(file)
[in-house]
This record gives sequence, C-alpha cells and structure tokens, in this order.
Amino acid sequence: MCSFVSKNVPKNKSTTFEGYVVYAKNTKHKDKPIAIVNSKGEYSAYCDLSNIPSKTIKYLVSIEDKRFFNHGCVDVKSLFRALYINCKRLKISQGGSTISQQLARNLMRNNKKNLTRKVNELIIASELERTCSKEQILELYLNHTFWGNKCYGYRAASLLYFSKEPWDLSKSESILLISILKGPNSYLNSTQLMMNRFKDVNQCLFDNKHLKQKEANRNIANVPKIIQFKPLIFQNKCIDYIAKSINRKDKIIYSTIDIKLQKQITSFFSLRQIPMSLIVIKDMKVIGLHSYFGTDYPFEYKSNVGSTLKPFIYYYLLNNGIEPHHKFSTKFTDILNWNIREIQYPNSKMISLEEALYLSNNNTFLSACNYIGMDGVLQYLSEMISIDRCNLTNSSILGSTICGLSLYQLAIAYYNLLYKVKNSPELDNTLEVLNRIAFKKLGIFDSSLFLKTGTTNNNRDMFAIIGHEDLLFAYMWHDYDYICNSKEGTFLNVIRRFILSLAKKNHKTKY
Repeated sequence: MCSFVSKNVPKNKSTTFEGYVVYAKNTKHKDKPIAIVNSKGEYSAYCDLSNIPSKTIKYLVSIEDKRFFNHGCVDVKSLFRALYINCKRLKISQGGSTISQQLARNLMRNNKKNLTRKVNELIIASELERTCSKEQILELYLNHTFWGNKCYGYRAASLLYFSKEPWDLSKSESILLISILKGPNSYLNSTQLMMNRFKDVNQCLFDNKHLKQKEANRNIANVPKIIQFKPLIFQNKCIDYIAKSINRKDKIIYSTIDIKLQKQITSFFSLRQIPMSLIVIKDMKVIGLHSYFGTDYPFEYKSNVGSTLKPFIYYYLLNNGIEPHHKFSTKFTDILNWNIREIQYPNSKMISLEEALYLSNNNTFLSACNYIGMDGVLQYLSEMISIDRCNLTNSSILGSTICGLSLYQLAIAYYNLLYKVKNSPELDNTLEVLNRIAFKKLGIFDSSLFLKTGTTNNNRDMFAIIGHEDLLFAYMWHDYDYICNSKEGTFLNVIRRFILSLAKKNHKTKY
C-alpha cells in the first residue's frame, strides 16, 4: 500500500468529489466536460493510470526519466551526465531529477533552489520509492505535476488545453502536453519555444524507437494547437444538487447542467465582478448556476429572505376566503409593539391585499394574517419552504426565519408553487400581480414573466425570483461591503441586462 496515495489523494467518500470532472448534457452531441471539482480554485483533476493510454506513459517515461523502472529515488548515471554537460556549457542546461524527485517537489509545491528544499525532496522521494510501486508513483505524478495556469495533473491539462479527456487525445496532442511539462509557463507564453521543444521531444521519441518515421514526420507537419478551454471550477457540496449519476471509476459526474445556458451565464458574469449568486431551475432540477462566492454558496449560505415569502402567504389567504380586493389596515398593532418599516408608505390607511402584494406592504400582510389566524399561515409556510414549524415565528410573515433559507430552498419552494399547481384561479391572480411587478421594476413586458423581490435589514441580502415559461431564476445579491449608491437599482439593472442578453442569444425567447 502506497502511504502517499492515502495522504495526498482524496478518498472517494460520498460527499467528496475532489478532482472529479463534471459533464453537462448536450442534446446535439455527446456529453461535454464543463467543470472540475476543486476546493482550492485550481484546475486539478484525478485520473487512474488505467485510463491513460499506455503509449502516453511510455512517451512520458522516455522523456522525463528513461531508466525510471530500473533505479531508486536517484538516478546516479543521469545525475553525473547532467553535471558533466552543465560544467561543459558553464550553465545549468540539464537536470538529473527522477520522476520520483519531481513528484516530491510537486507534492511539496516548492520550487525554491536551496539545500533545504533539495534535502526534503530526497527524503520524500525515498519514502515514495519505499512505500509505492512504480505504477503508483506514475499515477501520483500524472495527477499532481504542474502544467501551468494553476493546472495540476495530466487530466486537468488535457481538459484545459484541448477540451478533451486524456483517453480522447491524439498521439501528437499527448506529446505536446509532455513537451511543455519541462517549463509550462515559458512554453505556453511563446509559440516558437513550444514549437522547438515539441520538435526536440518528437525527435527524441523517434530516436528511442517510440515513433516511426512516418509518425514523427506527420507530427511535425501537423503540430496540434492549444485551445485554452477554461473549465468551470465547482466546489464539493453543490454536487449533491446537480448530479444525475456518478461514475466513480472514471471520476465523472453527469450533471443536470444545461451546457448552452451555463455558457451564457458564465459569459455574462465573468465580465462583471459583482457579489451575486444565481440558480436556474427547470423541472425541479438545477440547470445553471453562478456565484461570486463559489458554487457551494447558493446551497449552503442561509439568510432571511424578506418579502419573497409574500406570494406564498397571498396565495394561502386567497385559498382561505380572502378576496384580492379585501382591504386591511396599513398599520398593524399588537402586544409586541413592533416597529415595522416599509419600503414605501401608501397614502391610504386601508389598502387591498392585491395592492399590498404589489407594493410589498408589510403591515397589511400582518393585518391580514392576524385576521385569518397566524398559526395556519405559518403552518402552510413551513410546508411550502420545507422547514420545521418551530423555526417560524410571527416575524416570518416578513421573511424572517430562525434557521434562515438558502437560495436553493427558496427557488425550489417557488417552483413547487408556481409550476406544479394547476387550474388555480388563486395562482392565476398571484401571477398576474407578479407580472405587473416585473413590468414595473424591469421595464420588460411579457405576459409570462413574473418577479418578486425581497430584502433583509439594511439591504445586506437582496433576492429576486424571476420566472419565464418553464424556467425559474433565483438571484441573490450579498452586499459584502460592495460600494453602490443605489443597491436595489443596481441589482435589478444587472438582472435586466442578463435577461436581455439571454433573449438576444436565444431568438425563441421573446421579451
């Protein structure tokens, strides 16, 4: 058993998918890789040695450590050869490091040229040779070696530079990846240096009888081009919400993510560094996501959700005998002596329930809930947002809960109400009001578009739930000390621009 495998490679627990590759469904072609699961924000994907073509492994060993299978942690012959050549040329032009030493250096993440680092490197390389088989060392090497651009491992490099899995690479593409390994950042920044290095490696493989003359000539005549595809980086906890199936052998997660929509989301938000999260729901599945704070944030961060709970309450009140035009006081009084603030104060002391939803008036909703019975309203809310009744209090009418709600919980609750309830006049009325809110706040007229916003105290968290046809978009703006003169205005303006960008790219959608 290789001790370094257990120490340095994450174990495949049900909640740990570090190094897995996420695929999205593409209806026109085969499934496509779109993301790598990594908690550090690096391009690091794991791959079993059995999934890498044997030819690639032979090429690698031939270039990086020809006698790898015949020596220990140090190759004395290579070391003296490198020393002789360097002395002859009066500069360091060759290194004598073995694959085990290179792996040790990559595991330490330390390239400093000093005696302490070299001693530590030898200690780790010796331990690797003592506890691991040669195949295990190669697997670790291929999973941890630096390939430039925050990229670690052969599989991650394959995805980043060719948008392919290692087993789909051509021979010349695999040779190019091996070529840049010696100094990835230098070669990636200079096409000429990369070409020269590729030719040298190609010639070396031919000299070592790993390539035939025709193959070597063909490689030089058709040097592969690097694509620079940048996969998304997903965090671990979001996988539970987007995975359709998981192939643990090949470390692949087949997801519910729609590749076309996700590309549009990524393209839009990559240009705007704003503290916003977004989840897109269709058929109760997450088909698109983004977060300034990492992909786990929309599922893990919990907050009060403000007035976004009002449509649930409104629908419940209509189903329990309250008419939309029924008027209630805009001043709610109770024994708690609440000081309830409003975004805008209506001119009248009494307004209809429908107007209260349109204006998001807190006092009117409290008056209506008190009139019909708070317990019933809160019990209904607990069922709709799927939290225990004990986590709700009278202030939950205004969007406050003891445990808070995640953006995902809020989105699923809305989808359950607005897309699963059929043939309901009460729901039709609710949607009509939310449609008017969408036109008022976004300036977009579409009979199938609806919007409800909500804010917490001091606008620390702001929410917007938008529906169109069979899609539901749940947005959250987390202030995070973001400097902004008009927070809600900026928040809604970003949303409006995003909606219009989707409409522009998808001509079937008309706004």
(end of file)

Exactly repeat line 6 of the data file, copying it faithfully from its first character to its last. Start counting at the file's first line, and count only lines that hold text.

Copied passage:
């Protein structure tokens, strides 16, 4: 058993998918890789040695450590050869490091040229040779070696530079990846240096009888081009919400993510560094996501959700005998002596329930809930947002809960109400009001578009739930000390621009 495998490679627990590759469904072609699961924000994907073509492994060993299978942690012959050549040329032009030493250096993440680092490197390389088989060392090497651009491992490099899995690479593409390994950042920044290095490696493989003359000539005549595809980086906890199936052998997660929509989301938000999260729901599945704070944030961060709970309450009140035009006081009084603030104060002391939803008036909703019975309203809310009744209090009418709600919980609750309830006049009325809110706040007229916003105290968290046809978009703006003169205005303006960008790219959608 290789001790370094257990120490340095994450174990495949049900909640740990570090190094897995996420695929999205593409209806026109085969499934496509779109993301790598990594908690550090690096391009690091794991791959079993059995999934890498044997030819690639032979090429690698031939270039990086020809006698790898015949020596220990140090190759004395290579070391003296490198020393002789360097002395002859009066500069360091060759290194004598073995694959085990290179792996040790990559595991330490330390390239400093000093005696302490070299001693530590030898200690780790010796331990690797003592506890691991040669195949295990190669697997670790291929999973941890630096390939430039925050990229670690052969599989991650394959995805980043060719948008392919290692087993789909051509021979010349695999040779190019091996070529840049010696100094990835230098070669990636200079096409000429990369070409020269590729030719040298190609010639070396031919000299070592790993390539035939025709193959070597063909490689030089058709040097592969690097694509620079940048996969998304997903965090671990979001996988539970987007995975359709998981192939643990090949470390692949087949997801519910729609590749076309996700590309549009990524393209839009990559240009705007704003503290916003977004989840897109269709058929109760997450088909698109983004977060300034990492992909786990929309599922893990919990907050009060403000007035976004009002449509649930409104629908419940209509189903329990309250008419939309029924008027209630805009001043709610109770024994708690609440000081309830409003975004805008209506001119009248009494307004209809429908107007209260349109204006998001807190006092009117409290008056209506008190009139019909708070317990019933809160019990209904607990069922709709799927939290225990004990986590709700009278202030939950205004969007406050003891445990808070995640953006995902809020989105699923809305989808359950607005897309699963059929043939309901009460729901039709609710949607009509939310449609008017969408036109008022976004300036977009579409009979199938609806919007409800909500804010917490001091606008620390702001929410917007938008529906169109069979899609539901749940947005959250987390202030995070973001400097902004008009927070809600900026928040809604970003949303409006995003909606219009989707409409522009998808001509079937008309706004």